What Is A PFIC & How Does It Affect Australian Expats?
Have you recently made the move to the US for your career? Been based over there for a few years? If you fit this category than you need to be aware of what is a PFIC. We commonly see Australian expats ‘accidentally’ holding PFIC’s in their superannuation accounts and/or their investment portfolios. Unfortunately, this creates an opportunity for the IRS to penalise you on holding these types of investments.
What is a PFIC?
A PFIC or more commonly known as a ‘Passive Foreign Investment Company’ is a foreign(non-US) company or trust that meets one of the following tests:
- 75% or more of its gross income is passive. OR
- 50% or more of the assets produce passive income.
These PFIC’s can include but not limited to Australian managed funds, Australian listed investment companies(LIC’s) and Australian domiciled exchange traded funds(ETF’s).
If you are now based in the US and have held these investments prior to you expatriating over there, and still hold them, then the IRS will seek to charge you at the highest federal tax rate(39.6%) on the capital gain and income you have received from the investment. What is also a major concern being that the IRS will seek to tax the years that you have held that investment prior to you expatriating and leverage interest charges on the year to year capital gains and income as well.
The IRS tax regime is ever far-reaching and this is one of the pitfalls we are seeing. Since the introduction of the Foreign Account Tax Compliance Act(FATCA) and the Common Reporting Standard, we are seeing a growing number of Aussie expats getting caught out with ‘Big Tax Bills’ due to the data sharing requirement under this legislation.
Tax Structures to beware of prior to expatriating to the US
We often find that expats-to-be can sometimes have complex tax minimisation structures in place to allow them to spread their income to other family members to reduce their overall tax liability. This may include but is not limited to holding investments such as shares, investment property or managed funds in a family trust or sometimes a company. Whilst these sorts of structures are a great way to spread your income whilst you’re a permanent tax resident, once you depart over to the US this creates a bit of a tax headache for yourself. Remember the classification of what a PFIC is? We have seen cases where the IRS has classified an Australian family trust as a PFIC, the reason being that it held an investment property and some blue-chip shares. These investments all pay passive income and 100% of the assets held in the trust produce passive income. It created a situation where suddenly the family were liable to pay a large amount of tax due to its classification as a PFIC.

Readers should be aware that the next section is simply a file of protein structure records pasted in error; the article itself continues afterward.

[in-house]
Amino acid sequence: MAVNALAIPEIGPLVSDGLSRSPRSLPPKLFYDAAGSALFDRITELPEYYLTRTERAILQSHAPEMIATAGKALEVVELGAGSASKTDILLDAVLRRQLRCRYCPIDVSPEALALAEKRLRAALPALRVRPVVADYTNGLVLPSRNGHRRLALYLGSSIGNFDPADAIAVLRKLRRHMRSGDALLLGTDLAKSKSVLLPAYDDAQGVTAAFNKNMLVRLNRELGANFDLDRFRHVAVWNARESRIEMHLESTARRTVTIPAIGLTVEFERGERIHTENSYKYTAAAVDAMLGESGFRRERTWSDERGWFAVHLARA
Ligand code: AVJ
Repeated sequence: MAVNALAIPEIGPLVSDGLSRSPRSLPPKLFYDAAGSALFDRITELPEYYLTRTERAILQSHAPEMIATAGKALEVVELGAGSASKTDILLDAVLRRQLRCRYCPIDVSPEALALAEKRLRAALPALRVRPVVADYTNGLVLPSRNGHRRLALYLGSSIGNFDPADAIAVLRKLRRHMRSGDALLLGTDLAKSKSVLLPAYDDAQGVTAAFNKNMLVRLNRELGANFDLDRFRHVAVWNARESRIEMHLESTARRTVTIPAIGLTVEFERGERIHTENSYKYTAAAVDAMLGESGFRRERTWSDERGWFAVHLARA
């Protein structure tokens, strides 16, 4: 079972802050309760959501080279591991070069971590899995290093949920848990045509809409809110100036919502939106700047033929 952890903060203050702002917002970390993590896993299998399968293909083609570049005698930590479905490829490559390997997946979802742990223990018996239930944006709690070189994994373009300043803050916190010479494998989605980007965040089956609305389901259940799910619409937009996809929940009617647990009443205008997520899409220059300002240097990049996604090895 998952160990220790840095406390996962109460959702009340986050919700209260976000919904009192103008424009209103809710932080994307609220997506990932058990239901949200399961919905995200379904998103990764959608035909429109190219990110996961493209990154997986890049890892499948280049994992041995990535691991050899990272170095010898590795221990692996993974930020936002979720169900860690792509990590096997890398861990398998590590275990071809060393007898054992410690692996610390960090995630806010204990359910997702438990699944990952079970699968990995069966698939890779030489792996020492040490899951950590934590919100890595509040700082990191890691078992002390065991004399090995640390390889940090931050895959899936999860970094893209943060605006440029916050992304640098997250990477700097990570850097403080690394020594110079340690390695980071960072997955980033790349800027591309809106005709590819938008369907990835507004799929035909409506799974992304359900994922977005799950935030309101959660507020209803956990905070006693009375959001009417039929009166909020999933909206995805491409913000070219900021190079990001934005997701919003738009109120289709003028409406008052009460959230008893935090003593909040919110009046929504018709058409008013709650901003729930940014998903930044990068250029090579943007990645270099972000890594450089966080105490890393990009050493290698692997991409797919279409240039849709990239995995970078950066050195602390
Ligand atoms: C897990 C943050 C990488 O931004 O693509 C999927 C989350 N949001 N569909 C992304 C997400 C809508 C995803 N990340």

Further on trusts when you are expatriating, the central management and control must remain in Australia. This means that at least 50% of the beneficial interests in income, property or assets must be from Australia residents. This can also correlate to the structure of a Self-Managed Super fund, there are several ways to get around this but it does involve some complex advice and for that reason we won’t go into it
How does my Australian Superannuation get impacted?
There are several ways the IRS taxes your Australian superannuation accounts and although the legislation is outdated, the private rulings are still in the IRS’s favour. Currently, Australian super is not recognised as a foreign pension but is classified as either a ‘Foreign Grantor Trust’ or ‘Employee Trust’ by the IRS. The USA-AUS double taxation agreement was completed in 1984 and at this time superannuation in Australian wasn’t compulsory and there were very limited privatised retirement schemes around either.
Presently, if you are a member of an Australian superannuation fund, such as an industry super fund you will be in an investment option (Balanced, Growth, MySuper etc) which is known as a pooled fund. You are in this pooled fund with other members and the super fund invests these pooled monies to achieve a return for its members. Now you have no control over where your money is invested but if you have only been in that pooled fund for two years and the pooled fund bought a ‘PFIC’ 8 years ago and sells it whilst you’re a member, the IRS will tax you on the entire 8-year period that the pooled fund has held the investment. Let’s also remember you are taxed at the highest federal tax rate as well and there is the potential for some US states to also levy a PFIC tax.
Further on Australian superannuation accounts, because they are classified as either a ‘Employee Trust’ or ‘Foreign Grantor Trusts’ the IRS will tax you on the capital gain and income distributions that your account received each calendar year. This is very disheartening, considering you don’t have access to those benefits yet you’re still liable for the growth of the account.
The ‘Atlas Wealth’ Solution
Over the past three years, we have worked closely with tax attorney’s and accountant’s who focus on these sorts of cross-jurisdictional issues and we have been able to design and construct a portfolio which is sympathetic to the above issues. It’s called the Pan Pacific Portfolio and through it, we are able to control the turnover of the client’s investments within the portfolio. Therefore we are minimising the US tax liability by reducing the crystallisation of capital gains, whilst also steering clear of any PFIC’s.
If you think the above might be relevant to your circumstances, you will need a professional review to make sure you are staying in between the ‘Red and Yellow Flags’ and aren’t going to be caught out by the IRS Tax Man.